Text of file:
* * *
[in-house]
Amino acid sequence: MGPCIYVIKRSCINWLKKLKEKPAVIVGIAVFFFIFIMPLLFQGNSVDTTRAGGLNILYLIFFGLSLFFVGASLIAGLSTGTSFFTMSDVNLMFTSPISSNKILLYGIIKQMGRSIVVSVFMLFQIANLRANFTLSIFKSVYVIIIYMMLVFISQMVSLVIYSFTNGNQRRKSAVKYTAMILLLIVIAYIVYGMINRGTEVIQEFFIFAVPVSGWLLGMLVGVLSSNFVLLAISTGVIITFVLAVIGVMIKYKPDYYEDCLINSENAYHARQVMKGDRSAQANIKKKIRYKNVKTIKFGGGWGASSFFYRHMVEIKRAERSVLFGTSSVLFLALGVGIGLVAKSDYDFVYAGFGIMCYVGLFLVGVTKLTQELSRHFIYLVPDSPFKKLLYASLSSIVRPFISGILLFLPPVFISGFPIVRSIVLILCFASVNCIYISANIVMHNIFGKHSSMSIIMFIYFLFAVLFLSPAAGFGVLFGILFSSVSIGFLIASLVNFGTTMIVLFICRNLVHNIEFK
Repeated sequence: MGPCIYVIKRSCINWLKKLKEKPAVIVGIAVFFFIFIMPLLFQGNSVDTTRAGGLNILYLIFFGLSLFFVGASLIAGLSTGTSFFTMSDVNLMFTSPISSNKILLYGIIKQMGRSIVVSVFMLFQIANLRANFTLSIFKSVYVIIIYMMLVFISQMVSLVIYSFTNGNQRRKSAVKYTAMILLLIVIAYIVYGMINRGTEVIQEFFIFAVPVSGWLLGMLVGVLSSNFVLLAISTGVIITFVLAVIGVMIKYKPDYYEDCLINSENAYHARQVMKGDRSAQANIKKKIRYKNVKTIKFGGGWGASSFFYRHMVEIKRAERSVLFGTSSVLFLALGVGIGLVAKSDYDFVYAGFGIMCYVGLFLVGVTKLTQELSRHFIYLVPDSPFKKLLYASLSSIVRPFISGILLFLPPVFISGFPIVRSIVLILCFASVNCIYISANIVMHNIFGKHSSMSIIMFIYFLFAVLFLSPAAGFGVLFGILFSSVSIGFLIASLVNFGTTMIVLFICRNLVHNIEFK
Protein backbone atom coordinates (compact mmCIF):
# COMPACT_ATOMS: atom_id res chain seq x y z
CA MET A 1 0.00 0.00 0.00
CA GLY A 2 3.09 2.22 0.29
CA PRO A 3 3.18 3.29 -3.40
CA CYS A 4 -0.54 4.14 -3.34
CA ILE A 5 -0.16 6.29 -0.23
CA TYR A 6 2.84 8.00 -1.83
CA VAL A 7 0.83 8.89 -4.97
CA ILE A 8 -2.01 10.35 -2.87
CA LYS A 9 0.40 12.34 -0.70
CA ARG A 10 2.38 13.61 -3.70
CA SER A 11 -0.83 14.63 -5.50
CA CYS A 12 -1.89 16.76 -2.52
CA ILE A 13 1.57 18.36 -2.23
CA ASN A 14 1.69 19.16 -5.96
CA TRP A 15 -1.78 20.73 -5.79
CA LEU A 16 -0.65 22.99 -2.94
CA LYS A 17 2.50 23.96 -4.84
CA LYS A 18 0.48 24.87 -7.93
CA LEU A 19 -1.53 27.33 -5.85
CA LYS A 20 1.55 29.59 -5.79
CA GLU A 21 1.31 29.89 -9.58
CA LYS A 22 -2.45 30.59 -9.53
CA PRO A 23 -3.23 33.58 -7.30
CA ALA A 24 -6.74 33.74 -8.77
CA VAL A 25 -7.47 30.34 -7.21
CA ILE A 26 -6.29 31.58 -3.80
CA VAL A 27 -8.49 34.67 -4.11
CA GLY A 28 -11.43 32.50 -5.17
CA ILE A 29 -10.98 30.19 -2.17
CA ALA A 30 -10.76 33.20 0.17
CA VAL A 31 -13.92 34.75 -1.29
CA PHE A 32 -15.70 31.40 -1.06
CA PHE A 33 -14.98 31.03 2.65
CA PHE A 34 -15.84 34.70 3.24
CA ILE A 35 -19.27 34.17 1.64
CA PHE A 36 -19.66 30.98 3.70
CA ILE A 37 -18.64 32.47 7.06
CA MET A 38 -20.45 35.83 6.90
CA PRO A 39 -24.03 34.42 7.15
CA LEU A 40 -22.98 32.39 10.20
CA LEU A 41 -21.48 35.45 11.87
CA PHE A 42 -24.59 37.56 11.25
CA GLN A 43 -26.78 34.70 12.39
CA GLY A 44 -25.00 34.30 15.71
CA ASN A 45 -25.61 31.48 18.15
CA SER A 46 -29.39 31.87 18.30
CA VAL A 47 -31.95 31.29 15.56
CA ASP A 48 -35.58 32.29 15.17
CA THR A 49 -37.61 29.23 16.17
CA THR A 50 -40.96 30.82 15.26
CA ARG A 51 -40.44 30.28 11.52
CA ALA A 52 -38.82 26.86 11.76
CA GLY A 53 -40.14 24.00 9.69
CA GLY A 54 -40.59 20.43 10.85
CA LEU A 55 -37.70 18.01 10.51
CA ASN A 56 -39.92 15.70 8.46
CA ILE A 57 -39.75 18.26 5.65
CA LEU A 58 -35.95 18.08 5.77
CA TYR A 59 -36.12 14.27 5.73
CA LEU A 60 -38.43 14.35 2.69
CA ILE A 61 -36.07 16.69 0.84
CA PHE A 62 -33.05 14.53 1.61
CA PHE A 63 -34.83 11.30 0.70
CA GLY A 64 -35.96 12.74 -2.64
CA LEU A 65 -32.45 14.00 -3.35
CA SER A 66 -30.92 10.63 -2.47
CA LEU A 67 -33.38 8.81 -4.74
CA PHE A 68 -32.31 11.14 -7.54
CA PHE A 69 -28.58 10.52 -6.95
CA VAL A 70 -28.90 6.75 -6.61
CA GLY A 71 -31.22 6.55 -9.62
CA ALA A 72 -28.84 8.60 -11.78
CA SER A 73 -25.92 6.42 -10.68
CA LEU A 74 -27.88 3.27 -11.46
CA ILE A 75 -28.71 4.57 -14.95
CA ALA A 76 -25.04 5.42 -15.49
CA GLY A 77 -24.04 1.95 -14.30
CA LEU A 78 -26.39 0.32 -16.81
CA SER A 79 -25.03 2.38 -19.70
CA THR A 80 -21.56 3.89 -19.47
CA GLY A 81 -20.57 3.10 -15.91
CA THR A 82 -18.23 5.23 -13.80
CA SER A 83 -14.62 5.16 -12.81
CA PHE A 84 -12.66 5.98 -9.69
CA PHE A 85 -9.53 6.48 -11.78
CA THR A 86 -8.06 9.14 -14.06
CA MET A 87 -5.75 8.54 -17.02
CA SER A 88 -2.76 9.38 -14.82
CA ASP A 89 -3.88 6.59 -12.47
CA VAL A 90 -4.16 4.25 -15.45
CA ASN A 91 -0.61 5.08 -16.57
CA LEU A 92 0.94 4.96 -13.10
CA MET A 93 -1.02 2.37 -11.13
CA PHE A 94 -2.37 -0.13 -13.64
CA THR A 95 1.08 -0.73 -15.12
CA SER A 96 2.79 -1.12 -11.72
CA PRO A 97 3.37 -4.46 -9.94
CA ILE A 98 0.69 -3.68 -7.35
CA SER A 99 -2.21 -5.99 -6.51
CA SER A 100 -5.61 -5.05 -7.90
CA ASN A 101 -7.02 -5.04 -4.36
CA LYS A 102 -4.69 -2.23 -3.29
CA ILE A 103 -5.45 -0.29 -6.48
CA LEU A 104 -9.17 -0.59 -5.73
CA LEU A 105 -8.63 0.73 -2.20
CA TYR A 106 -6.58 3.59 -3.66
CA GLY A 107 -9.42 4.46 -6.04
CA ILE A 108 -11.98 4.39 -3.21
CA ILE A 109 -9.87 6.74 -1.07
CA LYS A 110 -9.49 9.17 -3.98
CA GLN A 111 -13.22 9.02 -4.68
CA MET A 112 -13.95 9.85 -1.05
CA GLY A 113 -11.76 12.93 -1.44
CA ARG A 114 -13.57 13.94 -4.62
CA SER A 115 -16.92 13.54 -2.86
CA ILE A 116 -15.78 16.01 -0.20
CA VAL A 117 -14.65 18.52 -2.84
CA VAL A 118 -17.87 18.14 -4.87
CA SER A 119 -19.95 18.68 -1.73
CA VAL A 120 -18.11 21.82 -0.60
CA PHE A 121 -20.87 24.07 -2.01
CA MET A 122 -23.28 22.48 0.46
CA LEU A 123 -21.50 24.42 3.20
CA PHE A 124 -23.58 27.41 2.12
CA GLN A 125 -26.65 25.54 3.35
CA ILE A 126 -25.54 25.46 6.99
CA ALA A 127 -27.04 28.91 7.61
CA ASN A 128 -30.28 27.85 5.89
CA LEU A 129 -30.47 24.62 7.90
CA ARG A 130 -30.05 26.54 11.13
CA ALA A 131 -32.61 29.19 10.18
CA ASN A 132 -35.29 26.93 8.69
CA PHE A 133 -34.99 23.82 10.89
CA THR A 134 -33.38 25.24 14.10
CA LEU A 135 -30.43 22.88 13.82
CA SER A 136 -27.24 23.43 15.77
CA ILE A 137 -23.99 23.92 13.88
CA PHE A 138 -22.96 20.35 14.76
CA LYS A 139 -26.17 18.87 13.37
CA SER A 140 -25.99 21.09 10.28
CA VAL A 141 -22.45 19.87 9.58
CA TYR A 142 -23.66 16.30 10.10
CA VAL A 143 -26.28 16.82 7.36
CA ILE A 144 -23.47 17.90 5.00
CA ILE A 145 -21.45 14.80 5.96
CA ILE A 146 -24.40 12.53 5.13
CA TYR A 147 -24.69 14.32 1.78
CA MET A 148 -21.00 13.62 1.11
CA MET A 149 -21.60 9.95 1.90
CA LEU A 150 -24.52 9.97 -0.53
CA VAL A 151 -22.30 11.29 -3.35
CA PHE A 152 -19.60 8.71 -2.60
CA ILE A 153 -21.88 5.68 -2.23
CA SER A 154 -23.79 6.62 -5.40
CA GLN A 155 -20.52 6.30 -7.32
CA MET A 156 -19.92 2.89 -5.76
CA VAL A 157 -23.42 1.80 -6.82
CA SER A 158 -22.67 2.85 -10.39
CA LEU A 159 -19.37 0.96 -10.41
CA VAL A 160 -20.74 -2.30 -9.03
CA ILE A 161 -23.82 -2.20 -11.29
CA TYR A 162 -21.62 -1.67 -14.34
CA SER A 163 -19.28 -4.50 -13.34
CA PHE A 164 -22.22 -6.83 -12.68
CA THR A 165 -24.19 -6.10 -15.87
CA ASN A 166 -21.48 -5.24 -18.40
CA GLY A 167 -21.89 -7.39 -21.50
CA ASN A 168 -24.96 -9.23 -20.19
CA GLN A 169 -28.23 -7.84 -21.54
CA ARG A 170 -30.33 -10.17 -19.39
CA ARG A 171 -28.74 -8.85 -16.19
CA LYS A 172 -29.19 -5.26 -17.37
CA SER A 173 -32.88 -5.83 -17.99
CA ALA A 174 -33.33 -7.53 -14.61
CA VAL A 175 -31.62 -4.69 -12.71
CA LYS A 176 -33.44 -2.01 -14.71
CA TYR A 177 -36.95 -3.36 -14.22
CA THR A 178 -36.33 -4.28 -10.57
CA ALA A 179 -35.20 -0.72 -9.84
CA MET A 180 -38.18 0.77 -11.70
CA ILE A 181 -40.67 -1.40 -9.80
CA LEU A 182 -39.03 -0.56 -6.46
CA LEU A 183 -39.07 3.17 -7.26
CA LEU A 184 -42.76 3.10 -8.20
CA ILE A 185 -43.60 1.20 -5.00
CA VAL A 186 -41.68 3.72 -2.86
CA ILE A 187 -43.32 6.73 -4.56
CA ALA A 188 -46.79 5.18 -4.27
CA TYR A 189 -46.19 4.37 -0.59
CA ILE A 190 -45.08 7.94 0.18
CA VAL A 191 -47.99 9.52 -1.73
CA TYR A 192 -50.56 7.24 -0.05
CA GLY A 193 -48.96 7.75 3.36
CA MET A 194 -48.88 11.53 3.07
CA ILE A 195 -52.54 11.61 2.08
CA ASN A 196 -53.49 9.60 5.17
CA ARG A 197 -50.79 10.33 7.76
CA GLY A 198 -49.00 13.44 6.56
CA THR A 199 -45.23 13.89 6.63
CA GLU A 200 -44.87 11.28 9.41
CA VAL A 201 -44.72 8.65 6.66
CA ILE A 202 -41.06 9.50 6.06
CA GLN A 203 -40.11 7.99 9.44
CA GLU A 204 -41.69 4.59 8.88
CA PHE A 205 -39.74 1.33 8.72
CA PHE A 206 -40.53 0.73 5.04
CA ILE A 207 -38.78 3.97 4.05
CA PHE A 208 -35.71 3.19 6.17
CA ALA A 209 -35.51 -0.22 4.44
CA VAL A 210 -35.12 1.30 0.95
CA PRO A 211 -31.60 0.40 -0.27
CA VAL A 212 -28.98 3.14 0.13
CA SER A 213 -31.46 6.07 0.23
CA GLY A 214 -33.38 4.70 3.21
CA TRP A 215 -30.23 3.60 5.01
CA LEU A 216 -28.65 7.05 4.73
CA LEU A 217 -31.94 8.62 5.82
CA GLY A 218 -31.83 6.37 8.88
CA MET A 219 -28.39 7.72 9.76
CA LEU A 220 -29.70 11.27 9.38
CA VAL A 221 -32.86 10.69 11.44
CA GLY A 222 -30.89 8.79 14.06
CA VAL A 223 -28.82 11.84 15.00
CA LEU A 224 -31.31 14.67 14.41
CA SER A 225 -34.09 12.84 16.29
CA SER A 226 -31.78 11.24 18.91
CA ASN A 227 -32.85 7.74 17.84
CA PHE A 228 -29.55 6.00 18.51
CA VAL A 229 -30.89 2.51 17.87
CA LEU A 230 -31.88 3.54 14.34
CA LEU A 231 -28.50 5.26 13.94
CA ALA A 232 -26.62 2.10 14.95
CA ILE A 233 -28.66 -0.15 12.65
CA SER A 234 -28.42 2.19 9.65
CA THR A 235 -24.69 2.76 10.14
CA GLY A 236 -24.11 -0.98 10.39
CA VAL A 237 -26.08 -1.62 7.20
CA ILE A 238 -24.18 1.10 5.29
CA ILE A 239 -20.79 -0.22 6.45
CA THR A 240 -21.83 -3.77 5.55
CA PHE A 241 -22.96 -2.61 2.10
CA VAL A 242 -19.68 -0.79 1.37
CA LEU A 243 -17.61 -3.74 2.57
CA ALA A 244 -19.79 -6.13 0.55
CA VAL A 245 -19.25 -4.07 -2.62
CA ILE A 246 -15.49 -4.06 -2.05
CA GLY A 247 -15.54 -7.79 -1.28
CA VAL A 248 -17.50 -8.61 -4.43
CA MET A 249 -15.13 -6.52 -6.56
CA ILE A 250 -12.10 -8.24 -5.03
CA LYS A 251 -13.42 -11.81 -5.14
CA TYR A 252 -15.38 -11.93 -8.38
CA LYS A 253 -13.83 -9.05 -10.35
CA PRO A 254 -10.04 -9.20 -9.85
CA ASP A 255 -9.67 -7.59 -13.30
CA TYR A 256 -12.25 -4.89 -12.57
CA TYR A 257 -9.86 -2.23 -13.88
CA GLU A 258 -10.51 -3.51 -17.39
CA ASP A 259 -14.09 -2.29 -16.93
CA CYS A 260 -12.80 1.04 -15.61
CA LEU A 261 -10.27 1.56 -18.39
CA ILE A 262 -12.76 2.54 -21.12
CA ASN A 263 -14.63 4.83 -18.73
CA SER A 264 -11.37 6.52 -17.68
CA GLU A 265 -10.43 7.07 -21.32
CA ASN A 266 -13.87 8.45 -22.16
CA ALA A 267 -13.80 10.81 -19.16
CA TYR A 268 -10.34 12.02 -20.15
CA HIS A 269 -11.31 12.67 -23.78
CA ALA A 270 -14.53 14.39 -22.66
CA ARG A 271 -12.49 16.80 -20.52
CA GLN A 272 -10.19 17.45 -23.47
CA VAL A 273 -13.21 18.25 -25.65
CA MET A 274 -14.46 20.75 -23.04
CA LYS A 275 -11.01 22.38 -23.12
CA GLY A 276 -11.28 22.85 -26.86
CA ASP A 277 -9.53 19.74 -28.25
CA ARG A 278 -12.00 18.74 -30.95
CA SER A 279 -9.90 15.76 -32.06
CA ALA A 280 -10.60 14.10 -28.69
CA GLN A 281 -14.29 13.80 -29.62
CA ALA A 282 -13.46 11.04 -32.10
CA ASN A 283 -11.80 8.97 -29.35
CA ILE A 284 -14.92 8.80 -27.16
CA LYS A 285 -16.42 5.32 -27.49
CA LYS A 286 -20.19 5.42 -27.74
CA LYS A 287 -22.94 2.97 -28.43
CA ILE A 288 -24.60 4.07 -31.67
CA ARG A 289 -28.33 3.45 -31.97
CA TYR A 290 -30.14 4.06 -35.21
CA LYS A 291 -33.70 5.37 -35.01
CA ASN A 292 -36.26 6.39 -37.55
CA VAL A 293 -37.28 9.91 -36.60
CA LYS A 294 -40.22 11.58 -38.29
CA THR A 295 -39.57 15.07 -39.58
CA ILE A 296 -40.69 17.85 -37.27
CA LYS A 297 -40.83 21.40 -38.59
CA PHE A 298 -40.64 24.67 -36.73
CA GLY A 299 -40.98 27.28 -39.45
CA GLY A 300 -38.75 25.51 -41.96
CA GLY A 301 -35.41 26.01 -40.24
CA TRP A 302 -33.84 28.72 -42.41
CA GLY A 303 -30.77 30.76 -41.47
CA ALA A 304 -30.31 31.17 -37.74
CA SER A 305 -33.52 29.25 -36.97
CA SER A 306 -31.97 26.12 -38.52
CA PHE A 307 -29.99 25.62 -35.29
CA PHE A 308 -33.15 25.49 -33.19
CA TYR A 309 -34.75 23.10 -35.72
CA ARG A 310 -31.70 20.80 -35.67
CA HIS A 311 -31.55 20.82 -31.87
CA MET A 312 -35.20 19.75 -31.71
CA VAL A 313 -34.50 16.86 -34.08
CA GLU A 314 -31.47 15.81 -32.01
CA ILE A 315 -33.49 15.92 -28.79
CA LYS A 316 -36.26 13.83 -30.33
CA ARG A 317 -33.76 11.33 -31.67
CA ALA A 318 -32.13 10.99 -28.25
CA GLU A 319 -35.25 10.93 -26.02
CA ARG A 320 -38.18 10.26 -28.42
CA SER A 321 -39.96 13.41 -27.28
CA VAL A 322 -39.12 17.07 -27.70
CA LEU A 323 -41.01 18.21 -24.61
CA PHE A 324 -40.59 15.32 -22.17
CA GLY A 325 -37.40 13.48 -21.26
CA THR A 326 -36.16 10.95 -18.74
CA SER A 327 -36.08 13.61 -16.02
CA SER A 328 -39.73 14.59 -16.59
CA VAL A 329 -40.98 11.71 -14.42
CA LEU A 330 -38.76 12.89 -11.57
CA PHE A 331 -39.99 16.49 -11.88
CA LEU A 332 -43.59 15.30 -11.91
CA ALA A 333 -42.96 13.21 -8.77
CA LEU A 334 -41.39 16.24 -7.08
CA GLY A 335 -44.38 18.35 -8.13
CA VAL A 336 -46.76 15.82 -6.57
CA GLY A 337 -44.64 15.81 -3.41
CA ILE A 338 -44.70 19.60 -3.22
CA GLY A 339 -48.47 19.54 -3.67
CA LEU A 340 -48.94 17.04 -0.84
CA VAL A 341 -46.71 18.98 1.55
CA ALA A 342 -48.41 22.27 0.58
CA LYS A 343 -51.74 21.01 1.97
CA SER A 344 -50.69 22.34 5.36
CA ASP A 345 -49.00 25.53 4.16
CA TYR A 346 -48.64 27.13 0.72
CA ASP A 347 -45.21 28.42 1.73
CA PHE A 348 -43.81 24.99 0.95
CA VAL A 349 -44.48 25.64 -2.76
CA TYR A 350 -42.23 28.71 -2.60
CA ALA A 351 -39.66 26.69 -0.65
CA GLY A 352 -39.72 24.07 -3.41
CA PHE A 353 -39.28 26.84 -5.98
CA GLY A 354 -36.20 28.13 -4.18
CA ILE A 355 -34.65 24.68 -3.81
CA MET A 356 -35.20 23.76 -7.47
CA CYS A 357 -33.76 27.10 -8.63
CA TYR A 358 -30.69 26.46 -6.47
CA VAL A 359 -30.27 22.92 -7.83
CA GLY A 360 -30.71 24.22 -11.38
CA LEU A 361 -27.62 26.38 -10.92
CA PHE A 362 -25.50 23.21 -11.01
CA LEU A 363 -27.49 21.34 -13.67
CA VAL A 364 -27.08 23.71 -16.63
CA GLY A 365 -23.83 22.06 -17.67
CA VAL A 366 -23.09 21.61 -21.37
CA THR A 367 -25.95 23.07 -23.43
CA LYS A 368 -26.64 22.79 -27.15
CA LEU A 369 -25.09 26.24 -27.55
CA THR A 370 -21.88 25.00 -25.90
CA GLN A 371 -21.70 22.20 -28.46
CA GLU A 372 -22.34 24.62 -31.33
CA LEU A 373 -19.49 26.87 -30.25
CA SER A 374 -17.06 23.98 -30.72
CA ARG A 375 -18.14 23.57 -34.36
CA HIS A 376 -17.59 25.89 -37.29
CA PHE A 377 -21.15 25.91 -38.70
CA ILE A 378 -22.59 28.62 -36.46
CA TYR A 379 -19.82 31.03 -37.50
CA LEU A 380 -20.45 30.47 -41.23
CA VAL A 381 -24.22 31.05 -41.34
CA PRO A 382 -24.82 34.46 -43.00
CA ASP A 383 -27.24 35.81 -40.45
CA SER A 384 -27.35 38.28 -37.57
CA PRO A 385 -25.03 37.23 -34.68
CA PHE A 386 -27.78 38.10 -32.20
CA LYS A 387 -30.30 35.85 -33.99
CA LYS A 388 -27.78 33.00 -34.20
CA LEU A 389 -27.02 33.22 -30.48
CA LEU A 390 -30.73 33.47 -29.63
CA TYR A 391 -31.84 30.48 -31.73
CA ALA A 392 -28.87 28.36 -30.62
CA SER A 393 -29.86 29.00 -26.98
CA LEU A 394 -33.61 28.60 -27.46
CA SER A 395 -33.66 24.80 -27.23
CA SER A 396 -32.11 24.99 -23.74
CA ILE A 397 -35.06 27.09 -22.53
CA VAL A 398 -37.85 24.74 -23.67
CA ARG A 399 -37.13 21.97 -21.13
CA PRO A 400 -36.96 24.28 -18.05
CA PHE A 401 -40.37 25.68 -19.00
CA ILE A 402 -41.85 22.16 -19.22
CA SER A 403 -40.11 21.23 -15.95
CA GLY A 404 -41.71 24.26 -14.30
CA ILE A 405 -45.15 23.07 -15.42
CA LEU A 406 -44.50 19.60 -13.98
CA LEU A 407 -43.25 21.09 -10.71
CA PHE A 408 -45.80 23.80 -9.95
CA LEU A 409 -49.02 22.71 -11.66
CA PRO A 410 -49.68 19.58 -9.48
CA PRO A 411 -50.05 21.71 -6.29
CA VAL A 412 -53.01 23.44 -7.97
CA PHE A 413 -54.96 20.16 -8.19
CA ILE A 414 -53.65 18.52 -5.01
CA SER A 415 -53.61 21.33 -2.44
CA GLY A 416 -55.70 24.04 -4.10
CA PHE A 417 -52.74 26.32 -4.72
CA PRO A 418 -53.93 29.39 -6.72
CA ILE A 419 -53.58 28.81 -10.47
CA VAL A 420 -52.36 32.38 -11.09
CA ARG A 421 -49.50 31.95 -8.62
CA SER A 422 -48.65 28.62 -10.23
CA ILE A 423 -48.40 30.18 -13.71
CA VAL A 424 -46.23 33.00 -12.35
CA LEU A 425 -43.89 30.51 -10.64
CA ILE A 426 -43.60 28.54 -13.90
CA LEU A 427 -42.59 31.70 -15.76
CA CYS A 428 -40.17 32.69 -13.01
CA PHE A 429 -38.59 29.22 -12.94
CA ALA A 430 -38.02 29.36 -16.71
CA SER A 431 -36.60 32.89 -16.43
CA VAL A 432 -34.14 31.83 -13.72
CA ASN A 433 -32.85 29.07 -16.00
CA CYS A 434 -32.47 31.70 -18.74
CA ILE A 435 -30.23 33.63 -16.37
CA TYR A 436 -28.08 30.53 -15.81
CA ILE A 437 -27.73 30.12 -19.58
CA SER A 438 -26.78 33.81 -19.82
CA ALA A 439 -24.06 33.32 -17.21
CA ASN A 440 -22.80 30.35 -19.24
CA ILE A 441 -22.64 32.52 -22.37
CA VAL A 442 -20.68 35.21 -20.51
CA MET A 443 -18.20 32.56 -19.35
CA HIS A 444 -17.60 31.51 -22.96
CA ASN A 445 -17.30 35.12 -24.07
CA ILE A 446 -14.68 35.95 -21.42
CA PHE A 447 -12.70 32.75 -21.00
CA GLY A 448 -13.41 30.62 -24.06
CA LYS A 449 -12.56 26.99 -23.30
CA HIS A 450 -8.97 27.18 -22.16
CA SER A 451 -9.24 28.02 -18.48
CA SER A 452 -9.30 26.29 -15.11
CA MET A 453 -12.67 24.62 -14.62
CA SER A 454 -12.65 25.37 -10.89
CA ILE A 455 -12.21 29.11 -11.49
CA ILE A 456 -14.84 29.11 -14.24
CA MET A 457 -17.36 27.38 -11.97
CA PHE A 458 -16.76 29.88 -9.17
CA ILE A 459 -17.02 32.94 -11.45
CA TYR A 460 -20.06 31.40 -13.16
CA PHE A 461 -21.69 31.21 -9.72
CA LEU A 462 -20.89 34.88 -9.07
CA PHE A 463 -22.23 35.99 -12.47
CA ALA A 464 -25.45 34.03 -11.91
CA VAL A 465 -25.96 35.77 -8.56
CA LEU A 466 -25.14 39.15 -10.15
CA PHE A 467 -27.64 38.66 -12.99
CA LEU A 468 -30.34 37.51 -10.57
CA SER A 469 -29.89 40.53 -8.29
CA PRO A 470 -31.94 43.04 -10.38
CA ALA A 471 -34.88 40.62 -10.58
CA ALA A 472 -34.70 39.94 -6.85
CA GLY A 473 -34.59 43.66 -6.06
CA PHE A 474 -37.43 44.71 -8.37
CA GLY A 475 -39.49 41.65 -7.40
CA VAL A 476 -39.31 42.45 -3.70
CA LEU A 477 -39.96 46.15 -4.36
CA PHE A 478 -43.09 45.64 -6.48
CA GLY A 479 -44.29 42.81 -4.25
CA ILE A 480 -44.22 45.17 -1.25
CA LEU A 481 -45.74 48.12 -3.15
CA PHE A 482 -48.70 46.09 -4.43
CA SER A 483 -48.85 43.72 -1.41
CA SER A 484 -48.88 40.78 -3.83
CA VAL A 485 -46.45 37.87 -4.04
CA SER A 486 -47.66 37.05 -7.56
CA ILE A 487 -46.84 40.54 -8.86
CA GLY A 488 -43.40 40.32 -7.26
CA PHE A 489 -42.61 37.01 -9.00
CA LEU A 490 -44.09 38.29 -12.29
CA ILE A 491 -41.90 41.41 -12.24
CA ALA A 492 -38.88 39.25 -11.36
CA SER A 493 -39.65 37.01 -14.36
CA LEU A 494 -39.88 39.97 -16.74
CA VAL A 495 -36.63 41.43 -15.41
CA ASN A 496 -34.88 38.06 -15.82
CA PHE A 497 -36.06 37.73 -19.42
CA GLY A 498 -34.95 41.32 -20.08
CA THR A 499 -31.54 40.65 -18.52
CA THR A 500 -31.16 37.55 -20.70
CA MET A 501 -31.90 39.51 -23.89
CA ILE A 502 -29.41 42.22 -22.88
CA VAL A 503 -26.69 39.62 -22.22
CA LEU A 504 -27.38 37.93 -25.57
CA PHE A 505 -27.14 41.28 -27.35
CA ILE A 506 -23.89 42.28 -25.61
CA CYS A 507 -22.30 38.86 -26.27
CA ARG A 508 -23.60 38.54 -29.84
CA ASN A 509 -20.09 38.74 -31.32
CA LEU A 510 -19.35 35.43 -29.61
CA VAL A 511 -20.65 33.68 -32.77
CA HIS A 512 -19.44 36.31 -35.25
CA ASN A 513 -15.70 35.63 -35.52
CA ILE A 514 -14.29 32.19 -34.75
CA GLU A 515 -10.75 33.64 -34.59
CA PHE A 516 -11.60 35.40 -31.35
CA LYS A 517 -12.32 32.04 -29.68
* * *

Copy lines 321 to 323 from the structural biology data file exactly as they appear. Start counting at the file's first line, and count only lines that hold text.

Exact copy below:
CA LYS A 316 -36.26 13.83 -30.33
CA ARG A 317 -33.76 11.33 -31.67
CA ALA A 318 -32.13 10.99 -28.25